I just bought a copy of the Australian Women’s Monthly.
I didn’t want to, but the current edition hasn’t yet made it to the doctors’ surgery, or to the library.
Julia Gillard is made to look very attractive.
There has been a bit of photo-shopping. In the photos, this makes her look younger and softer. In the text, it makes her look more caring and trustworthy.
I asked a random sample of female friends what they thought of the article, and of Julia.
One answered that she was lovely, and it would be great for Australia to have a female Prime Minister, just like it is wonderful that America has a black President.
This respondent is obviously a complete dimwit.
I didn’t point out that Australia already has a female Prime Minister, or that voting for someone on the basis of race is, well, racism. And besides, that’s worked out just peachy for all concerned, hasn’t it?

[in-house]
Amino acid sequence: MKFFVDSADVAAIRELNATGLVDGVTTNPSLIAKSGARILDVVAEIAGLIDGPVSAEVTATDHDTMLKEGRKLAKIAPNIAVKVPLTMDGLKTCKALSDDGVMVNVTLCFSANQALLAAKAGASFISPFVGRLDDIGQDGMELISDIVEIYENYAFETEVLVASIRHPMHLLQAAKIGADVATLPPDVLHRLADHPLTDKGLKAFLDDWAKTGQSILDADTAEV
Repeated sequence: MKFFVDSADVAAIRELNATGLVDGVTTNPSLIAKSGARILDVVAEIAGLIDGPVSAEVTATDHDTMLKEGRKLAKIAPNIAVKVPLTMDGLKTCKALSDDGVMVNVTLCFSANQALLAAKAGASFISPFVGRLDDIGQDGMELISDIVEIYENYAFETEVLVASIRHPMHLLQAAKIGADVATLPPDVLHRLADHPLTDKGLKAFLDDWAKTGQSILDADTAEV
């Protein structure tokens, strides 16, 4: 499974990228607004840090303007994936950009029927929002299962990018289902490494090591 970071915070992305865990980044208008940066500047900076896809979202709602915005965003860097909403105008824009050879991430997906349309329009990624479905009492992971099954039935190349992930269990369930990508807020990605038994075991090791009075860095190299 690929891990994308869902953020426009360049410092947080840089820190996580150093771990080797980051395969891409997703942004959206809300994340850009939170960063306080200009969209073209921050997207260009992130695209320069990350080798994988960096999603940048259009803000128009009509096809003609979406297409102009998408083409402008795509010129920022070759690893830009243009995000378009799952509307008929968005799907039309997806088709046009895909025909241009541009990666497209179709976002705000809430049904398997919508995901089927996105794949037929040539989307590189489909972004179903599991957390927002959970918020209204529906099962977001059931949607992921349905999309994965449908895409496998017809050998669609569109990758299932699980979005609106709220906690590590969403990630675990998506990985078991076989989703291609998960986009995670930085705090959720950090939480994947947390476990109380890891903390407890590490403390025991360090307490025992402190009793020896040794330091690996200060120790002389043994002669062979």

My two other friends said the fact that Julia is a backstabbing schemer who may have broken up a marriage, isn’t able to solve any of the problems currently facing the government, and seems willing to promise anything with taxpayers’ money to stay in power, is more important to them than that she is a woman.
They weren’t impressed with her domestic arrangements either. How is her consort going to be introduced? Please welcome Mr Tim Mathieson, the guy who’s currently shagging the Prime Minister?
It may sound snobby, but most Australians won’t sit comfortably with the idea of the Prime Minister shacking up at the Lodge with her hairdresser boyfriend.
Is this fair? Should politicians’ personal lives be up for discussion?
It is important that our leaders be intelligent, energetic, capable. Julia is all of those things. So was Kevin Rudd. So was Mussolini.
Those things alone don’t make good leaders.
People also want to know that the Prime Minister is stable, truthful, compassionate, willing to honour commitments.
If a politician is willing to deceive friends, betray colleagues, lie to partners, make promises he can’t keep, why should voters have confidence he will keep his promises to them?
If the Women’s Weekly really thinks that faithfulness, integrity, stability, and kindness are less important to its readers than having nice hair and a vagina, it has seriously underestimated the intelligence of Australian women.